The selection of the 175 operas raises other questions. First, the issue of the omitted operas that can hardly be called obscure or truly rare: Massenet’s Thais has had successful stagings in recent years and a major label CD set featuring Fleming and Hampson. Fleming also brought Bellini’s initial success Il Pirata to the Metropolitan not so long ago; it is absent. Puccini’s La Rondine? Flying too low for Osborne’s radar, I suppose. The upsurge in late classical and early romantic opera might have meant a mention of Spontini’s Vestale or Cherubini’s Medea — might have, but doesn’t. I’m glad that seven of Donizetti’s operas rate inclusion, but the absence of La Favorite and Roberto Devereaux still puzzles, as both have had some presence internationally of late.
Of the compelling 20th century operas brought to San Francisco Opera by Pamela Rosenberg, only Busoni’s Doctor Faustus gets coverage. No Ligeti Le Grand Macabre, or Messiaen’s St. Francis, or Thompson’s Mother of Us All. In fact, of American opera, only Gershwin’s Porgy and Bess, Barber’s Vanessa, and Moore’s Ballad of Baby Doe rate inclusion by Osborne. None of Floyd’s does, and most regrettably, neither Nixon in China nor Death of Klinghoffer from John Adams is present.
British composers, perhaps unsurprisingly, receive a warmer welcome. No major Britten work is excluded. Two of Tippett’s appear, and if The Beggar’s Opera gets an entry, why can’t Bernstein’s Candide? Others may question other inclusions, from Hindemith’s Cardillac (one of several included operas that have no available recording to recommend) to Verdi’s very early Oberto. Verdi gets ample space, as does Rossini, and deservingly so.
Many may find Osborne’s selections for recommended recordings fine starters for interesting debate. The Barenboim Ring gets his nod, as does the Malfitano/Terfel/Dohnanyi Salome. I have heard a highlights CD of Marton/Carreras/Maazel’s Turandot — that would not be my recommendation. Is the Domingo/Sutherland/Bonynge Tales of Hoffman easily available? Somehow it has escaped my notice. Perhaps Osborne has overlooked the Rattle recording of Szymanowski’s King Roger, or he doesn’t think it deserves recommendation. A note perhaps might helpfully explain why not.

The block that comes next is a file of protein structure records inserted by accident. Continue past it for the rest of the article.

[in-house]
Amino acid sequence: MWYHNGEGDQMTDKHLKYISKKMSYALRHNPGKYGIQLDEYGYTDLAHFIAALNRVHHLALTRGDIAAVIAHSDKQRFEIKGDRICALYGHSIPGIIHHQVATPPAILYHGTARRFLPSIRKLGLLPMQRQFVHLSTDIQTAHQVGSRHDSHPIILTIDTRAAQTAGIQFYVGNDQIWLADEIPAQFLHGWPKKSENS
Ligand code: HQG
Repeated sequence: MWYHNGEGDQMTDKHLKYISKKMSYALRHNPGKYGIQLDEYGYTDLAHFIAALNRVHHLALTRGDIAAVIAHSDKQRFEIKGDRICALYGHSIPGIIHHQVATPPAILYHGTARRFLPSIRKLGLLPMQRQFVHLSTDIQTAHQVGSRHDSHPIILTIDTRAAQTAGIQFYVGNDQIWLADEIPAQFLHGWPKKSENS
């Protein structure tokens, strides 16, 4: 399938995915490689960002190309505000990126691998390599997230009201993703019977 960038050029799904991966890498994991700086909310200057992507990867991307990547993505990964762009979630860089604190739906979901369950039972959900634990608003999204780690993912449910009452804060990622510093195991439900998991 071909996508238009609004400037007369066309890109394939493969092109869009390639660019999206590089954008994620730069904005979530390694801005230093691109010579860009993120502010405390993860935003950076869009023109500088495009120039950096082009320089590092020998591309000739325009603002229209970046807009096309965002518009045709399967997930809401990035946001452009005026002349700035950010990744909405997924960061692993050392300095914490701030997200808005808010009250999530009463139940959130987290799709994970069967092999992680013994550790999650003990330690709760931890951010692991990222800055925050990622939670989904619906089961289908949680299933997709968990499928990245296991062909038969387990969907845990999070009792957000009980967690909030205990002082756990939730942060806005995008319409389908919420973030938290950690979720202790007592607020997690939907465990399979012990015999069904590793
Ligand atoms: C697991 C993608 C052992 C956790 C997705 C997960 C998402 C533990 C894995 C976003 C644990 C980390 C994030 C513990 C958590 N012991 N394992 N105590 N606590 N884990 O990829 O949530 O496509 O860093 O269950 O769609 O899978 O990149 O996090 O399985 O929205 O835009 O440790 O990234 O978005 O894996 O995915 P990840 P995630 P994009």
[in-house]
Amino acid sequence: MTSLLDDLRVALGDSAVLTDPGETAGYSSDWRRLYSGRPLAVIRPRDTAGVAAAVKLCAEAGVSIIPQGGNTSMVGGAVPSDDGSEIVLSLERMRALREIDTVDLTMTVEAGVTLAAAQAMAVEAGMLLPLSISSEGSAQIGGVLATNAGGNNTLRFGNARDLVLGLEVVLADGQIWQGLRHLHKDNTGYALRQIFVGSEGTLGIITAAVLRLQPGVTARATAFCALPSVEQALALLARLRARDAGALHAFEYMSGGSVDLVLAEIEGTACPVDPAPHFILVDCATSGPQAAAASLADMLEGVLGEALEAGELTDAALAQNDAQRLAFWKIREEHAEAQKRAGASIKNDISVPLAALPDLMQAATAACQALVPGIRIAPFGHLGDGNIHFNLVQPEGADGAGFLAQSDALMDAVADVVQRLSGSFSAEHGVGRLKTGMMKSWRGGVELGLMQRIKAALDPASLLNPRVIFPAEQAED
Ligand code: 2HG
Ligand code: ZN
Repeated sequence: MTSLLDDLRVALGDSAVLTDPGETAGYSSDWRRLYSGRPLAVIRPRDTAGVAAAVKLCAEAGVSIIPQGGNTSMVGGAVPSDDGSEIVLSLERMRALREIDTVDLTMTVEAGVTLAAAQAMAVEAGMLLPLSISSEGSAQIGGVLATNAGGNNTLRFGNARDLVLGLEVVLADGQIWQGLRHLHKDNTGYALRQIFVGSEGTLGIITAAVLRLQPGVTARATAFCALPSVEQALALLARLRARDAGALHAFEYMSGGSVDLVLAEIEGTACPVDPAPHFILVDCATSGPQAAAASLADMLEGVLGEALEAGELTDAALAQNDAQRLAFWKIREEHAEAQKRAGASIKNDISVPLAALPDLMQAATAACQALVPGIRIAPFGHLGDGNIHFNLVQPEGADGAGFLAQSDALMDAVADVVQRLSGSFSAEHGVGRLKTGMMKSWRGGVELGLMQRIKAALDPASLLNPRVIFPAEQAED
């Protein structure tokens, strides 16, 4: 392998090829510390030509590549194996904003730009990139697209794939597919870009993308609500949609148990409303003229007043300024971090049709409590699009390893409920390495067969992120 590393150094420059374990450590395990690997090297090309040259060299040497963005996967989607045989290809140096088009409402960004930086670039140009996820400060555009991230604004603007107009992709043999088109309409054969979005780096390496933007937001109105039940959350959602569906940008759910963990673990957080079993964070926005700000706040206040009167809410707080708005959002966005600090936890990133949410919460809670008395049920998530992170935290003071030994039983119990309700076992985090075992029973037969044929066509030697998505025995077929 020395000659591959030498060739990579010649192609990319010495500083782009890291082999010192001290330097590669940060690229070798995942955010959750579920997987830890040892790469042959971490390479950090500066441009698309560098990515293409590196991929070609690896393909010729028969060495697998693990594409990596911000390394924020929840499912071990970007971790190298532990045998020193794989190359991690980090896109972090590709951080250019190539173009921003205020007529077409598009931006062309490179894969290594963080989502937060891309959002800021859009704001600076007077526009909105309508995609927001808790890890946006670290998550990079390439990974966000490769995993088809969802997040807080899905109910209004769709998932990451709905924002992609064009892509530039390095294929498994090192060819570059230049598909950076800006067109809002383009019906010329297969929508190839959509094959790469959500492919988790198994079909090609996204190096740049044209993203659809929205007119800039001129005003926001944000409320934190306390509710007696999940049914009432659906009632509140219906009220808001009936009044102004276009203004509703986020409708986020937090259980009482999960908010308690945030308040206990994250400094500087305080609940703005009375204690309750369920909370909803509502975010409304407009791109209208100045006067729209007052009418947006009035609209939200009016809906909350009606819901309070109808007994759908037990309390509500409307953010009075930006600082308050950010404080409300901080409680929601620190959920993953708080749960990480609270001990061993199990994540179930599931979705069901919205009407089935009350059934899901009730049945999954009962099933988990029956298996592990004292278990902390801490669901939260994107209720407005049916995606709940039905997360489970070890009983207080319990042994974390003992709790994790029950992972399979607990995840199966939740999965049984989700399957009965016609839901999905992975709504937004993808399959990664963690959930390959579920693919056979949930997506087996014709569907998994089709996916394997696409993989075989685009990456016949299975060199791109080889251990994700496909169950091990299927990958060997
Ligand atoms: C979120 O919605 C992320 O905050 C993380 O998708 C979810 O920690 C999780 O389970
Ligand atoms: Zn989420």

I would also be very curious as to where I can find the Donna del Lago conducted by Maurizio Pollini! An editing mistake, I suppose. But what a fascinating document that would be: an especially dry and analytical pianist leading Rossini’s over-the-top bel canto masterpiece. Other than that accidental slip, not much humor lightens the book.
Ultimately, the value of this book as “companion,” therefore, depends on one’s taste in friends. If a rather dull but reliably informed chum appeals, then Osborne’s book will indeed be an amiable partner. For this opera-lover, there can be no single essential companion. If the opera is beloved, I need a range of recordings, and a DVD or two, and programs and ticket stubs as evidence of live encounters. Osborne’s book would be one lonely, forgotten acquaintance in my home.
fn1. A recording of La donna del lago was made under the Sony label in conjunction with performances at the Rossini Opera Festival of 1983. Maurizio Pollini, the pianist, conducted. The recording appears to be out of print at this time.
image_description=Charles Osborne: The Opera Lover’s Companion
product_title=Charles Osborne: The Opera Lover’s Companion
product_by=New Haven: Yale University Press, 2004, 604 pp.